You could have knocked me down with a feather. But hang on – let me begin at the beginning. Among my earliest memories is of my mother humming this song. In a house full of singing sensations, or at least they thought themselves so, Amma was one of the lesser talents – and what was more she liked film music which was anathema to my paternal grandmother, that was at least until her younger son took to it and entertained all of us as only he could. But Amma could and probably can still hum O Bak Bak Bak Bakum Bakum Mada Pura quite well.
The song is from the award-winning film Annai (AVM 1962), which had P Bhanumathi in the title role, with Sower Janaki providing the second and no-less powerful character. I have seen sections of it. Azahgiya Mithilai Nagarinile (Azhagiya Mithilai) is a song about which I have written on this blog and I have asked identifying the various heritage buildings in it as a quiz question several times. Today much of Annai is quite ham-handed. But in its time it was a big, big hit. Not so its Hindi version Ladla, about which Randor Guy used to relate a hilarious but unprintable story. The relatable one of course is that the Hindi film was dubbed Dalda by most viewers.
The Song O Bak Bak Bak
There are some great songs in the film. P Bhanumathi (she appears rather alarmingly regularly in this blog I notice) sang Poovagi Kaayaagi which was probably the best song in the film. And then there is Azhagiya Mithilai (PBS/P Susheela), and Buddhiyulla Manitharellam (Chandrababu). But I simply love O Bak Bak Bak Bakum Bakum Mada Pura. The sprightly Sacchu, that unimpressive hero Haranath and his unconvincing twirling around of the Karlakattai, Chandrababu doing a completely unconnected but delectable dance, and of course the doves. There are many more aspects to delight in this scene – the old bungalow with its terrace in multiple levels, the neighbourhood which is full of stately mansions and then one angle in which you can see a multi-storied building under construction – an ominous indicator of things to come. I am told that is the RBI quarters though I don’t know which one. But the clip shows a Madras and a way of life that is long gone. You can see the song here – https://youtu.be/yoXveQSfvzs
O Bok Bok Bok – the original of O Bak Bak Bak
I had always assumed that this song was an absolute original though I often used to reflect on how ‘bak bak’ is a very Bengali expression – or to say it as we Bongs do – Bok Bok – Kano Bok Bok Korchish (why do you spout nonsense) is commonly heard in Calcutta. And sure enough, last Friday evening, a time of the week when my brain is usually done with work, I logged on to YouTube to listen to O Bak Bak Bak Bakum Bakum Mada Pura and what do I find but a Bengali version – O Bak Bak Bakum Bakum Payra sung by Sandhya Mukherjee. You could have knocked me down with a feather. An excellent audio recording can be heard here – https://youtu.be/5cSZCDubmHM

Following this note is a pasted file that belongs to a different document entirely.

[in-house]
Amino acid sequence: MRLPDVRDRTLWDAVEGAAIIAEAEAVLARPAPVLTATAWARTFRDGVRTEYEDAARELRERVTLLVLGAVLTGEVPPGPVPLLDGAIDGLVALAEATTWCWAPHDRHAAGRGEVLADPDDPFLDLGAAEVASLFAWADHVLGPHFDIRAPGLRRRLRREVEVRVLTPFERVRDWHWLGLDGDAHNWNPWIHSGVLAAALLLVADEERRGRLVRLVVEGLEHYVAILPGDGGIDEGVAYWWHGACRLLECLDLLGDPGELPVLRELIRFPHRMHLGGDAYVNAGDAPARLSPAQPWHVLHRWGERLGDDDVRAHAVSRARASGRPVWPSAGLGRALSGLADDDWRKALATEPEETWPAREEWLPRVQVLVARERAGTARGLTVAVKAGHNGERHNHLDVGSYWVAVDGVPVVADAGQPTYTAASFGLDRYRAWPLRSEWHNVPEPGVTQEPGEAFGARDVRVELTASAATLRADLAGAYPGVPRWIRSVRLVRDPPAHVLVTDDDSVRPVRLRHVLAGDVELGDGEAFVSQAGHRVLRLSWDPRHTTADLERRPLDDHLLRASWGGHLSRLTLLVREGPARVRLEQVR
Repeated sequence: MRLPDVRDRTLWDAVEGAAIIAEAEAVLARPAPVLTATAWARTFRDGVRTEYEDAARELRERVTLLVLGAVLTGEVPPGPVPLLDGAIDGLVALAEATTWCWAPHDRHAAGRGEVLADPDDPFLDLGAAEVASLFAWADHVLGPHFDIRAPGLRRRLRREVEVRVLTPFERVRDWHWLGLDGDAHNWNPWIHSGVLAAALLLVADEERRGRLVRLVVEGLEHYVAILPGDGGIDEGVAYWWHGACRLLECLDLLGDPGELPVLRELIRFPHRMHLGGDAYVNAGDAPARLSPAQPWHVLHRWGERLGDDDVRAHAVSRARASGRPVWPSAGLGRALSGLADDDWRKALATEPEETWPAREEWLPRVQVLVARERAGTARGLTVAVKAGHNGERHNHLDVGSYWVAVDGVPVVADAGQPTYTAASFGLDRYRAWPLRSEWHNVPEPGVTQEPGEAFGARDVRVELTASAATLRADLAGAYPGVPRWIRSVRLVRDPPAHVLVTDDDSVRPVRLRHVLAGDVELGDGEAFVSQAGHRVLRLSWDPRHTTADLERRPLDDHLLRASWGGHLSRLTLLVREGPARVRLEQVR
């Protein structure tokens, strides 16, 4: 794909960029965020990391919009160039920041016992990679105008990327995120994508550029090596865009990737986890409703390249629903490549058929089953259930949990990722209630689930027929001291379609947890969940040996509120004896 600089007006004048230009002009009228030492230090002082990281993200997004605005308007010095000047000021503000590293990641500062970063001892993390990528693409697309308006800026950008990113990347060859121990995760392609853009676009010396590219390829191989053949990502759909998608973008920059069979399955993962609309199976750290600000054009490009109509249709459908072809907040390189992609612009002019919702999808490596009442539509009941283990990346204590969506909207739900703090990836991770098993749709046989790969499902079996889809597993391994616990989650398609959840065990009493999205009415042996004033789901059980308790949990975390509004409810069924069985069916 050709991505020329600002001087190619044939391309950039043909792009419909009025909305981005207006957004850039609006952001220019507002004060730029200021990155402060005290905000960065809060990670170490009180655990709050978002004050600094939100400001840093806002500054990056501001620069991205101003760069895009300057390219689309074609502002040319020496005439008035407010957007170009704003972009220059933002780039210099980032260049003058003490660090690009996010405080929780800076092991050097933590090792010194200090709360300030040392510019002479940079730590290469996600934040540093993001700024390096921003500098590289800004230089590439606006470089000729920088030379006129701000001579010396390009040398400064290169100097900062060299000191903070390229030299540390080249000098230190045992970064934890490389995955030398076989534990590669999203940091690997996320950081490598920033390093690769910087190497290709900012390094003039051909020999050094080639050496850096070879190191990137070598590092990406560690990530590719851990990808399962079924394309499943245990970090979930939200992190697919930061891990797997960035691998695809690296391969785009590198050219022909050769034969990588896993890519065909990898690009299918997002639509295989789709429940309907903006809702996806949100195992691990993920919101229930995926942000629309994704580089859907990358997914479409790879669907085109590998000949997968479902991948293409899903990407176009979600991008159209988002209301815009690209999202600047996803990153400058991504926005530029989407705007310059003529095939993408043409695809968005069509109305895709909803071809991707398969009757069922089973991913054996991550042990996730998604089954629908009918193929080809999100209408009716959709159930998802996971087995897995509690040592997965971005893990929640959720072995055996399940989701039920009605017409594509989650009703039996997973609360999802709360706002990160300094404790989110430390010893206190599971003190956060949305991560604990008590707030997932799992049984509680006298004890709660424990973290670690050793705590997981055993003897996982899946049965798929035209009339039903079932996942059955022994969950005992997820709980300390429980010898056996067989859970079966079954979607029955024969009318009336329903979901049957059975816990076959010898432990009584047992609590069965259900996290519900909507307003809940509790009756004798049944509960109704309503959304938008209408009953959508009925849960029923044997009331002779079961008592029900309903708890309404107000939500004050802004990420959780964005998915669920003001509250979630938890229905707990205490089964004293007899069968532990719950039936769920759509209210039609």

The Bengali Song
And that led me down a long and delightful search. The original, and let me refer to it as O Bok Bok as against O Bak Bak, was from the 1959 Bengali film Maya Mriga. And it transpires that this was the original for Annai itself. You could have knocked me down yet again. And O Bok Bok is a second by second original for O Bak Bak. There is no Chandrababu equivalent but the rest are all there. And there is an absolute dumb hero by way of Biswajit, just like we have an equivalent in Annai. And he is lifting weights the same way! The heroine stands and sings – the Bengali actresses rarely moved much unlike their South Indian dancing equivalents. You can see a bad print of the song here – https://youtu.be/zSsmHLxaxtY
Commonality of Lyric and Sentiment
The lyrics of the two songs by the way have the same import – exhorting the pigeons to fly away to the vast wide world and not seek comfort in a groove. It is amazing that the Tamil producers had taken the pains to have the Bengali original explained to them and got the lyricist (Kannadasan/Kothamangalam Subbu) to pen the equivalent. The music is completely different in the two songs though the tune is the same. The Tamil version has extensive orchestration and that is a complete original by R Sudarsanam. And of course, P Susheela brings a completely different texture to the song as compared to Sandhya Mukherjee. Both are excellent in their own way.
You can O Bak Bak or O Bok Bok depending on your choice. As we in Calcutta like to say often – Ki Nonsense Bolchen – Bok Bok is best translated as Nonsense too, something that pigeons keep doing all the time.
This article is a part of a series I write on old Tamil/Hind/Telugu and other film songs that take my fancy. You can read the rest here – https://sriramv.com/2018/02/23/musing-on-some-film-songs-1/
My book on Chennai can be bought from this link – https://sriramv.com/2021/12/27/how-to-buy-autographed-copies-of-chennai-a-biography-from-outstation/